• So Bronfman is going to build the stadium for Sternberg and then hope to make money off ancillary developments (while simultaneously hoping that Sternberg doesn’t demand control of all the commercial real estate associated as well in order to move his team there)?

      This only works if Sternberg is willing to sell the Rays to Bronfman and co. I’ve seen no evidence that Sternberg wants to sell. In fact, quite the opposite.

      So, are we talking about a $1.4Bn expansion fee for Montreal or a $1-1.5Bn sale price for the Rays?

      I appreciate your enthusiasm for a Montreal team, Pat. In fact, I share it. But the reality is that MLB back in Montreal is a lot further away now than it was when the C$ was at par or better. Like the concept of a new Nordiques in QC, the new Expos can only come into existence under a pretty specific set of circumstances. Even for a member of the super rich like Bronfman, there’s a huge gulf between a $400m stadium and a $700m expansion fee/sale price and a $600m stadium and a $1.4Bn expansion fee/price.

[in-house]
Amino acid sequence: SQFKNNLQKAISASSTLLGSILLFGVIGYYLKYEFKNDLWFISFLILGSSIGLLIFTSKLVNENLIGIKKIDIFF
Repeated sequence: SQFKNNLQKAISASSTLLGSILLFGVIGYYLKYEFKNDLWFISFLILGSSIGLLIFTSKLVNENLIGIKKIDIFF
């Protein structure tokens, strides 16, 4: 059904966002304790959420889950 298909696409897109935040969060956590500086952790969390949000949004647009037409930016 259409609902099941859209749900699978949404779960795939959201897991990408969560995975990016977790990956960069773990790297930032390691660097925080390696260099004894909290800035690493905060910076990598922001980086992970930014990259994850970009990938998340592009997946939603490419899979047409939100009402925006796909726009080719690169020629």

Also, the concept of “Jarry Park 2.0” is typically advanced by people with no direct memory of the facilities at Jarry Park 1.0. I agree a small stadium (possibly even <30k if MLB will allow it) is a good plan, but it's still going to cost a ton(ne) of money to build a small stadium with modern amenities.

      Now, if the MLB market turns again and a 'portable' team is available for $5-600m while the C$ is strong, it becomes a viable/semi viable option. Even at that it's hard to see a new Expos doing better than breaking even on operations (after debt servicing is covered… and billionaires rarely use their own money for these things for obvious reasons). When the cost all in is $2bn rather than $1bn?

      The math becomes very difficult, sorry to say.

      • Just want to reminds you that Bronfman and Garber said multiple times that money is not an issue. And if the USD currency is an issue, then they say we should not even continue to discuss such project.